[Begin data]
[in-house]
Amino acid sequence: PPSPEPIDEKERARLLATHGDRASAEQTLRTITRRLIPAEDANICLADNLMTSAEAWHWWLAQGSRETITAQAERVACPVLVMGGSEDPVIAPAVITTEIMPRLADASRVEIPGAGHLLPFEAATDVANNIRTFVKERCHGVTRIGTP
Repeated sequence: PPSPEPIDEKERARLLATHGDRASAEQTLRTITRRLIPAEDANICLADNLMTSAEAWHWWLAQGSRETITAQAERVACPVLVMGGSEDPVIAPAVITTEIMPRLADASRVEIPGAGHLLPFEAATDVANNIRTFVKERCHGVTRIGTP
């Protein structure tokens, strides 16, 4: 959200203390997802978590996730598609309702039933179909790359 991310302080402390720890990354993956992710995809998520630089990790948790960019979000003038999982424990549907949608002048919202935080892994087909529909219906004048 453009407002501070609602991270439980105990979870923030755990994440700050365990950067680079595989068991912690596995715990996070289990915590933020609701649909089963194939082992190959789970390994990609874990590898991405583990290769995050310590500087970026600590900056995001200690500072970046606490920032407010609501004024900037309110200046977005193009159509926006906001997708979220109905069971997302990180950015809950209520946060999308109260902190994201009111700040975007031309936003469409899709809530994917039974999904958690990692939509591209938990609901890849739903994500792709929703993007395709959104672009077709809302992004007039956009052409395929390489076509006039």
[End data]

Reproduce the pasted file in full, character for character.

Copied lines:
[in-house]
Amino acid sequence: PPSPEPIDEKERARLLATHGDRASAEQTLRTITRRLIPAEDANICLADNLMTSAEAWHWWLAQGSRETITAQAERVACPVLVMGGSEDPVIAPAVITTEIMPRLADASRVEIPGAGHLLPFEAATDVANNIRTFVKERCHGVTRIGTP
Repeated sequence: PPSPEPIDEKERARLLATHGDRASAEQTLRTITRRLIPAEDANICLADNLMTSAEAWHWWLAQGSRETITAQAERVACPVLVMGGSEDPVIAPAVITTEIMPRLADASRVEIPGAGHLLPFEAATDVANNIRTFVKERCHGVTRIGTP
């Protein structure tokens, strides 16, 4: 959200203390997802978590996730598609309702039933179909790359 991310302080402390720890990354993956992710995809998520630089990790948790960019979000003038999982424990549907949608002048919202935080892994087909529909219906004048 453009407002501070609602991270439980105990979870923030755990994440700050365990950067680079595989068991912690596995715990996070289990915590933020609701649909089963194939082992190959789970390994990609874990590898991405583990290769995050310590500087970026600590900056995001200690500072970046606490920032407010609501004024900037309110200046977005193009159509926006906001997708979220109905069971997302990180950015809950209520946060999308109260902190994201009111700040975007031309936003469409899709809530994917039974999904958690990692939509591209938990609901890849739903994500792709929703993007395709959104672009077709809302992004007039956009052409395929390489076509006039």